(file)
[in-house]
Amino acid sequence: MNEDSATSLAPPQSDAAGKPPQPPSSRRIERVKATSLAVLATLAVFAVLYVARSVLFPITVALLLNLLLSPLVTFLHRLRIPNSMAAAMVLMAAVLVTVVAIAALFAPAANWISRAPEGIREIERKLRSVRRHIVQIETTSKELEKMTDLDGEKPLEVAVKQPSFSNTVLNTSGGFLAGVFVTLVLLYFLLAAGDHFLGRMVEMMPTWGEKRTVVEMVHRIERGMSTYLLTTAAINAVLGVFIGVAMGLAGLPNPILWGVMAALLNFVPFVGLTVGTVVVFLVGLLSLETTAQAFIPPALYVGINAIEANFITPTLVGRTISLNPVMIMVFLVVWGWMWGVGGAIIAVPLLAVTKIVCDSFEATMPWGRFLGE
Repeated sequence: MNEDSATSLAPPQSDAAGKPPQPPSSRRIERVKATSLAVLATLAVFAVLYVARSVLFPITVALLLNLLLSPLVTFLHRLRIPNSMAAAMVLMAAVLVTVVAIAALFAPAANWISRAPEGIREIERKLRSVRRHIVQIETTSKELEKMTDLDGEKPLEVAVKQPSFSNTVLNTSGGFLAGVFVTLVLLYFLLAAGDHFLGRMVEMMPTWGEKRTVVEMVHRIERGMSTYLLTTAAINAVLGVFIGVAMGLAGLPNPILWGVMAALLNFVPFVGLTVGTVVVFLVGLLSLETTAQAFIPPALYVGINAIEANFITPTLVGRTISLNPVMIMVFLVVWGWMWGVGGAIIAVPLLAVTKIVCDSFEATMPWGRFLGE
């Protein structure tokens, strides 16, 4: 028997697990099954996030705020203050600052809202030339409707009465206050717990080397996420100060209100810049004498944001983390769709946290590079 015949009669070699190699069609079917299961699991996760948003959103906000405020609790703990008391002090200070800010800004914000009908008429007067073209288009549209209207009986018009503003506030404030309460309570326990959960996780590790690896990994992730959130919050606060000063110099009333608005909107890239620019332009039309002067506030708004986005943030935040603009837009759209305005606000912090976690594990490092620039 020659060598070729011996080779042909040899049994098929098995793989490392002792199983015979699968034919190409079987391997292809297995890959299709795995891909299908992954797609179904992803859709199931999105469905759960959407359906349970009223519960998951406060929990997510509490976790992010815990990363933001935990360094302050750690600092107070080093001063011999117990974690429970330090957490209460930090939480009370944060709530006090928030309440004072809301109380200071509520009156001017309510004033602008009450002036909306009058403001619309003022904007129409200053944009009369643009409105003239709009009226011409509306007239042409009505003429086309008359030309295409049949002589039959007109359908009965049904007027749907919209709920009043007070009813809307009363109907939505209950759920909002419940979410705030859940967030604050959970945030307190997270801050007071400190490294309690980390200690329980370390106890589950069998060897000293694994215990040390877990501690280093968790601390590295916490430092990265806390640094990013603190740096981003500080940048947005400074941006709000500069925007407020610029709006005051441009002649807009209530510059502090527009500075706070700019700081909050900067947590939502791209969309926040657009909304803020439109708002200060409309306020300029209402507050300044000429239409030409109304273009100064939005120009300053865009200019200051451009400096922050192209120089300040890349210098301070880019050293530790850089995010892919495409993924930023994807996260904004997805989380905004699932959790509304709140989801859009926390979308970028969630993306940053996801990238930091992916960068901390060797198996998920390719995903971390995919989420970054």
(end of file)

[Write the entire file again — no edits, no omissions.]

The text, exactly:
[in-house]
Amino acid sequence: MNEDSATSLAPPQSDAAGKPPQPPSSRRIERVKATSLAVLATLAVFAVLYVARSVLFPITVALLLNLLLSPLVTFLHRLRIPNSMAAAMVLMAAVLVTVVAIAALFAPAANWISRAPEGIREIERKLRSVRRHIVQIETTSKELEKMTDLDGEKPLEVAVKQPSFSNTVLNTSGGFLAGVFVTLVLLYFLLAAGDHFLGRMVEMMPTWGEKRTVVEMVHRIERGMSTYLLTTAAINAVLGVFIGVAMGLAGLPNPILWGVMAALLNFVPFVGLTVGTVVVFLVGLLSLETTAQAFIPPALYVGINAIEANFITPTLVGRTISLNPVMIMVFLVVWGWMWGVGGAIIAVPLLAVTKIVCDSFEATMPWGRFLGE
Repeated sequence: MNEDSATSLAPPQSDAAGKPPQPPSSRRIERVKATSLAVLATLAVFAVLYVARSVLFPITVALLLNLLLSPLVTFLHRLRIPNSMAAAMVLMAAVLVTVVAIAALFAPAANWISRAPEGIREIERKLRSVRRHIVQIETTSKELEKMTDLDGEKPLEVAVKQPSFSNTVLNTSGGFLAGVFVTLVLLYFLLAAGDHFLGRMVEMMPTWGEKRTVVEMVHRIERGMSTYLLTTAAINAVLGVFIGVAMGLAGLPNPILWGVMAALLNFVPFVGLTVGTVVVFLVGLLSLETTAQAFIPPALYVGINAIEANFITPTLVGRTISLNPVMIMVFLVVWGWMWGVGGAIIAVPLLAVTKIVCDSFEATMPWGRFLGE
């Protein structure tokens, strides 16, 4: 028997697990099954996030705020203050600052809202030339409707009465206050717990080397996420100060209100810049004498944001983390769709946290590079 015949009669070699190699069609079917299961699991996760948003959103906000405020609790703990008391002090200070800010800004914000009908008429007067073209288009549209209207009986018009503003506030404030309460309570326990959960996780590790690896990994992730959130919050606060000063110099009333608005909107890239620019332009039309002067506030708004986005943030935040603009837009759209305005606000912090976690594990490092620039 020659060598070729011996080779042909040899049994098929098995793989490392002792199983015979699968034919190409079987391997292809297995890959299709795995891909299908992954797609179904992803859709199931999105469905759960959407359906349970009223519960998951406060929990997510509490976790992010815990990363933001935990360094302050750690600092107070080093001063011999117990974690429970330090957490209460930090939480009370944060709530006090928030309440004072809301109380200071509520009156001017309510004033602008009450002036909306009058403001619309003022904007129409200053944009009369643009409105003239709009009226011409509306007239042409009505003429086309008359030309295409049949002589039959007109359908009965049904007027749907919209709920009043007070009813809307009363109907939505209950759920909002419940979410705030859940967030604050959970945030307190997270801050007071400190490294309690980390200690329980370390106890589950069998060897000293694994215990040390877990501690280093968790601390590295916490430092990265806390640094990013603190740096981003500080940048947005400074941006709000500069925007407020610029709006005051441009002649807009209530510059502090527009500075706070700019700081909050900067947590939502791209969309926040657009909304803020439109708002200060409309306020300029209402507050300044000429239409030409109304273009100064939005120009300053865009200019200051451009400096922050192209120089300040890349210098301070880019050293530790850089995010892919495409993924930023994807996260904004997805989380905004699932959790509304709140989801859009926390979308970028969630993306940053996801990238930091992916960068901390060797198996998920390719995903971390995919989420970054």